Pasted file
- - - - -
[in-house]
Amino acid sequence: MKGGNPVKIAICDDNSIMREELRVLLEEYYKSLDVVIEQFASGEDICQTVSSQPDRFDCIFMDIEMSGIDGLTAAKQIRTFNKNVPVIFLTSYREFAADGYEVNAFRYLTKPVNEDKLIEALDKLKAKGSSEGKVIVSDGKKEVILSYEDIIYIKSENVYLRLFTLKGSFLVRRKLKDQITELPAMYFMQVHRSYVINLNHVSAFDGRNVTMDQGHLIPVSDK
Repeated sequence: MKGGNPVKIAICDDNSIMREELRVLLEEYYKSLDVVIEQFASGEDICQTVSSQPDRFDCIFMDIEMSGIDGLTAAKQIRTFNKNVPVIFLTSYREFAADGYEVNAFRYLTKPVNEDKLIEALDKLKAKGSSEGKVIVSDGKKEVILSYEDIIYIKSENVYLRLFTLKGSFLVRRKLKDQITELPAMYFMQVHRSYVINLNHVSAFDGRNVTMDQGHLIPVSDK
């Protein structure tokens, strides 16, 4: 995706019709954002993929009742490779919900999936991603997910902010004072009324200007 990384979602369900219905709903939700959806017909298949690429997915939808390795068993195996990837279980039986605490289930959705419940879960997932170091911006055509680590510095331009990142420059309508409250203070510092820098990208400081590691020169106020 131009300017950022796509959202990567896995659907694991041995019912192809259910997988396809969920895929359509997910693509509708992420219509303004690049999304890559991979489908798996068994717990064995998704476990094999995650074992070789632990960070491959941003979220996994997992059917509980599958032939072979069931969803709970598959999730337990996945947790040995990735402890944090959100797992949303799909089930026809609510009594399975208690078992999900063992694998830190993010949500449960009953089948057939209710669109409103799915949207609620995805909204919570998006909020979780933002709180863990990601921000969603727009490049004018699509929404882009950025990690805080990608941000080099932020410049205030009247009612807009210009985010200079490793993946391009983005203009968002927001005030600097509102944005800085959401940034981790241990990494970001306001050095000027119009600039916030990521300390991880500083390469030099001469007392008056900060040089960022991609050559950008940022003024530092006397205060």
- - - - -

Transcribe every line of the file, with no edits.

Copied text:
[in-house]
Amino acid sequence: MKGGNPVKIAICDDNSIMREELRVLLEEYYKSLDVVIEQFASGEDICQTVSSQPDRFDCIFMDIEMSGIDGLTAAKQIRTFNKNVPVIFLTSYREFAADGYEVNAFRYLTKPVNEDKLIEALDKLKAKGSSEGKVIVSDGKKEVILSYEDIIYIKSENVYLRLFTLKGSFLVRRKLKDQITELPAMYFMQVHRSYVINLNHVSAFDGRNVTMDQGHLIPVSDK
Repeated sequence: MKGGNPVKIAICDDNSIMREELRVLLEEYYKSLDVVIEQFASGEDICQTVSSQPDRFDCIFMDIEMSGIDGLTAAKQIRTFNKNVPVIFLTSYREFAADGYEVNAFRYLTKPVNEDKLIEALDKLKAKGSSEGKVIVSDGKKEVILSYEDIIYIKSENVYLRLFTLKGSFLVRRKLKDQITELPAMYFMQVHRSYVINLNHVSAFDGRNVTMDQGHLIPVSDK
């Protein structure tokens, strides 16, 4: 995706019709954002993929009742490779919900999936991603997910902010004072009324200007 990384979602369900219905709903939700959806017909298949690429997915939808390795068993195996990837279980039986605490289930959705419940879960997932170091911006055509680590510095331009990142420059309508409250203070510092820098990208400081590691020169106020 131009300017950022796509959202990567896995659907694991041995019912192809259910997988396809969920895929359509997910693509509708992420219509303004690049999304890559991979489908798996068994717990064995998704476990094999995650074992070789632990960070491959941003979220996994997992059917509980599958032939072979069931969803709970598959999730337990996945947790040995990735402890944090959100797992949303799909089930026809609510009594399975208690078992999900063992694998830190993010949500449960009953089948057939209710669109409103799915949207609620995805909204919570998006909020979780933002709180863990990601921000969603727009490049004018699509929404882009950025990690805080990608941000080099932020410049205030009247009612807009210009985010200079490793993946391009983005203009968002927001005030600097509102944005800085959401940034981790241990990494970001306001050095000027119009600039916030990521300390991880500083390469030099001469007392008056900060040089960022991609050559950008940022003024530092006397205060």